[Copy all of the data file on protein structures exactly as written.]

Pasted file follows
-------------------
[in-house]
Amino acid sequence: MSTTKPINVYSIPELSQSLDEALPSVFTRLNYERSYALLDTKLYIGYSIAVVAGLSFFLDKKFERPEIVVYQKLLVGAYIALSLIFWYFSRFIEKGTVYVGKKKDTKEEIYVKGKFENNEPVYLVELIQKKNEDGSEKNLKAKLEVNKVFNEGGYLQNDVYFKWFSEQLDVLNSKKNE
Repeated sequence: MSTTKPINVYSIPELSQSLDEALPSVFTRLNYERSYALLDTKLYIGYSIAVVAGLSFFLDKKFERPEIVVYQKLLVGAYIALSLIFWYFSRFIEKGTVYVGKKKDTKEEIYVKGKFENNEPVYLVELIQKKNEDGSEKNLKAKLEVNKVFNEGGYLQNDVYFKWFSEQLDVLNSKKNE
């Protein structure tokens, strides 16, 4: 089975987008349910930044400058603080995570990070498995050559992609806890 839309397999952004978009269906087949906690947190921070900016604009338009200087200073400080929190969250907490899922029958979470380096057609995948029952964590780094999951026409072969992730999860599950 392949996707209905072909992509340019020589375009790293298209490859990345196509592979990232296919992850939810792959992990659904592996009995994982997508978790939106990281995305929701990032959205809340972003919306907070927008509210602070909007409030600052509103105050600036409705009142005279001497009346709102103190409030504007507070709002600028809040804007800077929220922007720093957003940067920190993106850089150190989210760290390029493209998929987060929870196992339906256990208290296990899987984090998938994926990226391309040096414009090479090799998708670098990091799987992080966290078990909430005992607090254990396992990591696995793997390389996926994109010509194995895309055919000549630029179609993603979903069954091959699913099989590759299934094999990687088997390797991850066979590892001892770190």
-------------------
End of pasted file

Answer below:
[in-house]
Amino acid sequence: MSTTKPINVYSIPELSQSLDEALPSVFTRLNYERSYALLDTKLYIGYSIAVVAGLSFFLDKKFERPEIVVYQKLLVGAYIALSLIFWYFSRFIEKGTVYVGKKKDTKEEIYVKGKFENNEPVYLVELIQKKNEDGSEKNLKAKLEVNKVFNEGGYLQNDVYFKWFSEQLDVLNSKKNE
Repeated sequence: MSTTKPINVYSIPELSQSLDEALPSVFTRLNYERSYALLDTKLYIGYSIAVVAGLSFFLDKKFERPEIVVYQKLLVGAYIALSLIFWYFSRFIEKGTVYVGKKKDTKEEIYVKGKFENNEPVYLVELIQKKNEDGSEKNLKAKLEVNKVFNEGGYLQNDVYFKWFSEQLDVLNSKKNE
């Protein structure tokens, strides 16, 4: 089975987008349910930044400058603080995570990070498995050559992609806890 839309397999952004978009269906087949906690947190921070900016604009338009200087200073400080929190969250907490899922029958979470380096057609995948029952964590780094999951026409072969992730999860599950 392949996707209905072909992509340019020589375009790293298209490859990345196509592979990232296919992850939810792959992990659904592996009995994982997508978790939106990281995305929701990032959205809340972003919306907070927008509210602070909007409030600052509103105050600036409705009142005279001497009346709102103190409030504007507070709002600028809040804007800077929220922007720093957003940067920190993106850089150190989210760290390029493209998929987060929870196992339906256990208290296990899987984090998938994926990226391309040096414009090479090799998708670098990091799987992080966290078990909430005992607090254990396992990591696995793997390389996926994109010509194995895309055919000549630029179609993603979903069954091959699913099989590759299934094999990687088997390797991850066979590892001892770190």